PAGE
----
Compounding the problem today, Brosnan says, are more complex military communications, and the need for radio and crypto interoperability to communicate sensitive information with allied forces. “Nowadays everything is networked, and we need to use commercial solutions,” Brosnan says. “You can’t use point-to-point communications anymore, and we need to communicate with coalition forces.”
|Rockwell Collins has developed a programmable crypto engine for military communications and embedded it in the company’s radios, such as the AN/ARC-210 airborne radio, shown above.|
The case for crypto modernization
Data throughput in legacy crypto devices has failed to keep pace with modern military communications technology. “The previous generation of cryptographic equipment had throughput of less than 20 megabits per second, and that would cover all the devices,” says Rockwell Collins’s Turrentine. “Today, industry can provide to the DOD cryptographic throughput in the tens of gigabits, which allows quick encryption and decryption of streaming video. The military can analyze this information and get usable intelligence back to the warfighter in a matter of minutes. That same process previously would take hours, if not days.”
In the recent past, most U.S. military cryptography involved hard-coded devices that were difficult and costly to upgrade, points out Troy Brunk, senior director of airborne communications products at Rockwell Collins. “Now crypto is in the way of software-defined technology, loadable crypto, and loadable updates to crypto.”
Brunk says military networking, computer technology, and information flow has exploded in recent years, which drives home the realization that “we can’t afford to be in a stove-pipe mode. We have to be able to respond to the technology quicker, hence the software-definable and -loadable algorithms.”
Staying with a system in which the NSA creates and maintains all crypto algorithms is simply too expensive for the government, says David Kleidermacher, chief technology officer at real-time software specialist Green Hills Software in Santa Barbara, Calif. “NSA says it’s too expensive to rely on these proprietary standards, and needs to take advantage of the commercial market, as well as promote open standards that get closer to what they need.”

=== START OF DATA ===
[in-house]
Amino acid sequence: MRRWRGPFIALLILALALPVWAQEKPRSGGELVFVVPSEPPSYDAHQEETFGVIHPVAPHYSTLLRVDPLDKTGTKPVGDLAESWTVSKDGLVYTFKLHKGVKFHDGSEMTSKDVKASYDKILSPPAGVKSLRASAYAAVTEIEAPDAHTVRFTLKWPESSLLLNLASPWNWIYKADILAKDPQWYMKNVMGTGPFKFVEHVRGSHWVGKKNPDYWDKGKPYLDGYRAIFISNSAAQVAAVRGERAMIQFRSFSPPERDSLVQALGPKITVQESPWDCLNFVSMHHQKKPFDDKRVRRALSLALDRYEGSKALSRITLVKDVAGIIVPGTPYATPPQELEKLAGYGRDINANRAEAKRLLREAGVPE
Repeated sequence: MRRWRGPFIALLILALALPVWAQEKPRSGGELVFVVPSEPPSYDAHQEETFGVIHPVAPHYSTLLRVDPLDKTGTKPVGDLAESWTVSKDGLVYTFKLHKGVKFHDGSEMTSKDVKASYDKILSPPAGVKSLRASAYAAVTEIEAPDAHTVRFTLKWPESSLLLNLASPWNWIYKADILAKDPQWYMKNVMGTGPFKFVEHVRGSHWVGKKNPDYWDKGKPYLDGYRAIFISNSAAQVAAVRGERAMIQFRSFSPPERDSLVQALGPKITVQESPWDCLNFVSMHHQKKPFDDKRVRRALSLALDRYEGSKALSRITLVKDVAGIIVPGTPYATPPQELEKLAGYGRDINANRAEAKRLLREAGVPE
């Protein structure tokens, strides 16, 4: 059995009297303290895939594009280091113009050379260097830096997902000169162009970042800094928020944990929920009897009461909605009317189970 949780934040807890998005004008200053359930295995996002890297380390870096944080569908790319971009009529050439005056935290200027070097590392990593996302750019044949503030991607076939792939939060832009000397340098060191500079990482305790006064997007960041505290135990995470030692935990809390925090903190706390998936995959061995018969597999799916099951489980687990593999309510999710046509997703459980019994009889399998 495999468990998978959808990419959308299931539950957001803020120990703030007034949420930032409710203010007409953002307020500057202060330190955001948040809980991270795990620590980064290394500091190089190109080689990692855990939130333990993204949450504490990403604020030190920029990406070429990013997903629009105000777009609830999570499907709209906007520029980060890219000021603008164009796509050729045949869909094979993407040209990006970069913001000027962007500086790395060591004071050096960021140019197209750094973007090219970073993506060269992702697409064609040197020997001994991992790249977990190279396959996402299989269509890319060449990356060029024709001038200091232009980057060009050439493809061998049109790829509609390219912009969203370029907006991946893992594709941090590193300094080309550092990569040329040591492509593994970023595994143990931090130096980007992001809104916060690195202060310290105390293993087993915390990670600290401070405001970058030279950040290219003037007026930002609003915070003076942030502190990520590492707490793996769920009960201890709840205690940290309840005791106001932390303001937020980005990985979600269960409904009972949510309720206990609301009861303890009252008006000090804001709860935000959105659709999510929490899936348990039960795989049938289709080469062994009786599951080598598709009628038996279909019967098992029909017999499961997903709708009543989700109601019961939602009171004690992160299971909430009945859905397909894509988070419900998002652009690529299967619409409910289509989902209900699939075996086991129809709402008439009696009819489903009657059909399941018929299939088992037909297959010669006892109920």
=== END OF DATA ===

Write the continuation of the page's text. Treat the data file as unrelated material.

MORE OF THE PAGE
|ITT Exelis is developing crypto-enabled secure smartphones and tablet computers for the battlefield using a secure network processor.|
Modern crypto approaches
Now that NSA officials are allowing the use of unclassified, industry-developed crypto algorithms for certain kinds of military communications, the typical crypto approach today involves three components: Suite A crypto, which uses classified NSA-administered algorithms for the most secret and sensitive communications; Suite B crypto, which uses unclassified crypto algorithms developed in industry; and the so-called “layered COTS” approach that layers different security products from different commercial vendors in a “good-enough” approach where appropriate. All approaches are subject to NSA certification and approval.
Suite A offers the highest level of security, and also is referred to as “Type-1” crypto. “Suite A is a classified algorithm—even the algorithm is classified,” says Thales’ Brosnan. “You have to lock it up at night, and be careful how you treat it.” Suite A crypto is used for government communications up to top secret and beyond.
Still, Suite A crypto still has many of the problems associated with legacy crypto: It is difficult and costly to develop, maintain, and implement. It places a severe time and cost burden on the NSA. Suite A-encrypted systems, moreover, must be handled only by personnel with appropriate security clearances. Those without clearances cannot operate Suite A equipment, which severely limits how military forces can use it in the field.
Suite B crypto uses unclassified algorithms, which are openly published and understood. “People know it, and know how it works, but what makes it secure is how you implement it,” Brosnan says. Since Suite B crypto uses unclassified algorithms, personnel without security clearances can operate equipment using Suite B encryption, which opens up its use to a broad variety of warfighters—particularly those on the front lines. Suite B crypto often is appropriate for secret or otherwise sensitive information with a short shelf life—such as a position report on a moving enemy force.
Layered COTS, also called Commercial Solutions for Classified (CSFC), is perhaps the newest approach to crypto modernization. “Layered COTS means taking different security products from different vendors, and laying one on top of the other, and is good enough to protect secret,” explains Mike Guzelian, vice president of secure voice and data products at General Dynamics C4 Systems in Scottsdale, Ariz.
“You could have a laptop that runs a CISCO VPN piece of software—that is one layer of encryption—next to Juniper Networks running another layer; the data is getting encrypted twice,” Guzelian says. “The concept is it is less expensive and easier to use, but it really depends on the application.”